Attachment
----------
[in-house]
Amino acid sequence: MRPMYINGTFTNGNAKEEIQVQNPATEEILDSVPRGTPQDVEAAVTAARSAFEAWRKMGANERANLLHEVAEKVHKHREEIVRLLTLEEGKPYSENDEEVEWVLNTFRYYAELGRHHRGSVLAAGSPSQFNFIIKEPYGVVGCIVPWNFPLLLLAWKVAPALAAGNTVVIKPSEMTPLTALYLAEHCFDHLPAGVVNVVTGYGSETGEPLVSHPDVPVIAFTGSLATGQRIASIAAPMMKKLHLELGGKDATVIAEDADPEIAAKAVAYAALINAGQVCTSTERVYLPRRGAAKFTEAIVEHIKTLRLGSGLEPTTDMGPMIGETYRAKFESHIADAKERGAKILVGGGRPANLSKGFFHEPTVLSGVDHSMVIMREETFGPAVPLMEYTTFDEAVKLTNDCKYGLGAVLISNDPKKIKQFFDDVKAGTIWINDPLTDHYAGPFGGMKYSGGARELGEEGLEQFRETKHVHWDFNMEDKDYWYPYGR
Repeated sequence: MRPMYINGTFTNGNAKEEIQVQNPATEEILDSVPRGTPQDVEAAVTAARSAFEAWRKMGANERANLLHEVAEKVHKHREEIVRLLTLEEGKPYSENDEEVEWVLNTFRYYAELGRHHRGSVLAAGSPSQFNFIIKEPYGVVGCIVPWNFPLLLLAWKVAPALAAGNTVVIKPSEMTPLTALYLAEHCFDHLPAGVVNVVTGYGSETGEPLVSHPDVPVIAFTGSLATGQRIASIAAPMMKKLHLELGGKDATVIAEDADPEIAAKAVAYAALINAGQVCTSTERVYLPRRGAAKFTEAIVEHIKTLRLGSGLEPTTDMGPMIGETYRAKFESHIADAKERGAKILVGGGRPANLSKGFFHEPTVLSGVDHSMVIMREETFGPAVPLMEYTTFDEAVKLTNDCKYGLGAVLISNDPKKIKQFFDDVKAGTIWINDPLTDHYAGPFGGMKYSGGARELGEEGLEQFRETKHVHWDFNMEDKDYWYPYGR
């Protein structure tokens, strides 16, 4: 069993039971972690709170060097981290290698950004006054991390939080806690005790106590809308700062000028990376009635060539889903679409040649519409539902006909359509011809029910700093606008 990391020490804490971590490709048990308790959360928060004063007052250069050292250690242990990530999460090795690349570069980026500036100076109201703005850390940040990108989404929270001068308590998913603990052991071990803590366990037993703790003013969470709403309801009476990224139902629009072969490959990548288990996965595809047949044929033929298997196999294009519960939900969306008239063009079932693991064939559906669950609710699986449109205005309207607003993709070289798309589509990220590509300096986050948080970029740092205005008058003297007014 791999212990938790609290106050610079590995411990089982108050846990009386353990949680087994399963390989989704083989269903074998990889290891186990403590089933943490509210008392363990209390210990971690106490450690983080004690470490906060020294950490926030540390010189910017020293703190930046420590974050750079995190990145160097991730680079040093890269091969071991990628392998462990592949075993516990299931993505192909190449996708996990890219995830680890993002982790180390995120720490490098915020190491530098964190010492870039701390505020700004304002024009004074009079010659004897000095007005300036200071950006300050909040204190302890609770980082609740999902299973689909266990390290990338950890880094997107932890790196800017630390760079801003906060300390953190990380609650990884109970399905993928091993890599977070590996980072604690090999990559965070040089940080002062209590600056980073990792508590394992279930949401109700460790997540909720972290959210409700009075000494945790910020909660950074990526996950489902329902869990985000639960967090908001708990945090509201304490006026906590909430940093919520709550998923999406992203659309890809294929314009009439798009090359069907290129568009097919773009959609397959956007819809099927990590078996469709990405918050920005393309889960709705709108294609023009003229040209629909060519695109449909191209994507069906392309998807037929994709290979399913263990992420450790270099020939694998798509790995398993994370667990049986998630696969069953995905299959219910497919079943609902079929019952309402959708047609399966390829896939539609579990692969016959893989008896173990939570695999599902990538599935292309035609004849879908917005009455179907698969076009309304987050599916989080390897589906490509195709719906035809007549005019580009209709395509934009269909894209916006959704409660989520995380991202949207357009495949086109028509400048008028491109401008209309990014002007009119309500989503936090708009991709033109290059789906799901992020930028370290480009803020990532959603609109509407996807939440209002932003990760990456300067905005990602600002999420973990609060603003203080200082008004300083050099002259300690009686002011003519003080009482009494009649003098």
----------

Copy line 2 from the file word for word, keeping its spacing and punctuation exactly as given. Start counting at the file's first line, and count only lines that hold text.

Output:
Amino acid sequence: MRPMYINGTFTNGNAKEEIQVQNPATEEILDSVPRGTPQDVEAAVTAARSAFEAWRKMGANERANLLHEVAEKVHKHREEIVRLLTLEEGKPYSENDEEVEWVLNTFRYYAELGRHHRGSVLAAGSPSQFNFIIKEPYGVVGCIVPWNFPLLLLAWKVAPALAAGNTVVIKPSEMTPLTALYLAEHCFDHLPAGVVNVVTGYGSETGEPLVSHPDVPVIAFTGSLATGQRIASIAAPMMKKLHLELGGKDATVIAEDADPEIAAKAVAYAALINAGQVCTSTERVYLPRRGAAKFTEAIVEHIKTLRLGSGLEPTTDMGPMIGETYRAKFESHIADAKERGAKILVGGGRPANLSKGFFHEPTVLSGVDHSMVIMREETFGPAVPLMEYTTFDEAVKLTNDCKYGLGAVLISNDPKKIKQFFDDVKAGTIWINDPLTDHYAGPFGGMKYSGGARELGEEGLEQFRETKHVHWDFNMEDKDYWYPYGR